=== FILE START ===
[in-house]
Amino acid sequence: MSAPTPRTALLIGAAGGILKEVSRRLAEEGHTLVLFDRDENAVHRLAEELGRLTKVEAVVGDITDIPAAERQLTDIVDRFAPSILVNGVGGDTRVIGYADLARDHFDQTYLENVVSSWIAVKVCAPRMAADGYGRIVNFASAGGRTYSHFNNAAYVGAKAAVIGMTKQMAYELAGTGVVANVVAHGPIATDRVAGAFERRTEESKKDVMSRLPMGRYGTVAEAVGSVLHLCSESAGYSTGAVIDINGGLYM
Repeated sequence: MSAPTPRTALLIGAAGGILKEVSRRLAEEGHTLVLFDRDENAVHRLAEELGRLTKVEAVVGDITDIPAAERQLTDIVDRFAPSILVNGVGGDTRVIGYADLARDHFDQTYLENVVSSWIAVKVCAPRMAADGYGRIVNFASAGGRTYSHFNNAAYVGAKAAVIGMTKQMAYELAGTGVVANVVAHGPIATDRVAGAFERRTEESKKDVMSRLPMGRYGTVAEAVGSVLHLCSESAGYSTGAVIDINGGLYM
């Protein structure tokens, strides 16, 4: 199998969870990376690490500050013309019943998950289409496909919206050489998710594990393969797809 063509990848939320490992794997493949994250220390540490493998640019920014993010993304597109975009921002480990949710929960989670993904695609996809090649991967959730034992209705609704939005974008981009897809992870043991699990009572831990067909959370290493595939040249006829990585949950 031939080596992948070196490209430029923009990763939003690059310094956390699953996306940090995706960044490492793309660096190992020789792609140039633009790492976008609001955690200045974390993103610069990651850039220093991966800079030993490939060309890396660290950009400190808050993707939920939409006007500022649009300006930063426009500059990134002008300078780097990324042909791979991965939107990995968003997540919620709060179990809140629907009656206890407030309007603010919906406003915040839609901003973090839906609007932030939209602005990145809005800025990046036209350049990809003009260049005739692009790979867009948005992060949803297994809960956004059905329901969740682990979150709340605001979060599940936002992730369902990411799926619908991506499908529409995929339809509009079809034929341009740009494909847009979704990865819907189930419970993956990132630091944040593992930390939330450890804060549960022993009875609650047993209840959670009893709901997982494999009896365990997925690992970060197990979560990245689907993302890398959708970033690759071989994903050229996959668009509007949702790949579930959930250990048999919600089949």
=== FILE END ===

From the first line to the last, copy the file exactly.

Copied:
[in-house]
Amino acid sequence: MSAPTPRTALLIGAAGGILKEVSRRLAEEGHTLVLFDRDENAVHRLAEELGRLTKVEAVVGDITDIPAAERQLTDIVDRFAPSILVNGVGGDTRVIGYADLARDHFDQTYLENVVSSWIAVKVCAPRMAADGYGRIVNFASAGGRTYSHFNNAAYVGAKAAVIGMTKQMAYELAGTGVVANVVAHGPIATDRVAGAFERRTEESKKDVMSRLPMGRYGTVAEAVGSVLHLCSESAGYSTGAVIDINGGLYM
Repeated sequence: MSAPTPRTALLIGAAGGILKEVSRRLAEEGHTLVLFDRDENAVHRLAEELGRLTKVEAVVGDITDIPAAERQLTDIVDRFAPSILVNGVGGDTRVIGYADLARDHFDQTYLENVVSSWIAVKVCAPRMAADGYGRIVNFASAGGRTYSHFNNAAYVGAKAAVIGMTKQMAYELAGTGVVANVVAHGPIATDRVAGAFERRTEESKKDVMSRLPMGRYGTVAEAVGSVLHLCSESAGYSTGAVIDINGGLYM
């Protein structure tokens, strides 16, 4: 199998969870990376690490500050013309019943998950289409496909919206050489998710594990393969797809 063509990848939320490992794997493949994250220390540490493998640019920014993010993304597109975009921002480990949710929960989670993904695609996809090649991967959730034992209705609704939005974008981009897809992870043991699990009572831990067909959370290493595939040249006829990585949950 031939080596992948070196490209430029923009990763939003690059310094956390699953996306940090995706960044490492793309660096190992020789792609140039633009790492976008609001955690200045974390993103610069990651850039220093991966800079030993490939060309890396660290950009400190808050993707939920939409006007500022649009300006930063426009500059990134002008300078780097990324042909791979991965939107990995968003997540919620709060179990809140629907009656206890407030309007603010919906406003915040839609901003973090839906609007932030939209602005990145809005800025990046036209350049990809003009260049005739692009790979867009948005992060949803297994809960956004059905329901969740682990979150709340605001979060599940936002992730369902990411799926619908991506499908529409995929339809509009079809034929341009740009494909847009979704990865819907189930419970993956990132630091944040593992930390939330450890804060549960022993009875609650047993209840959670009893709901997982494999009896365990997925690992970060197990979560990245689907993302890398959708970033690759071989994903050229996959668009509007949702790949579930959930250990048999919600089949």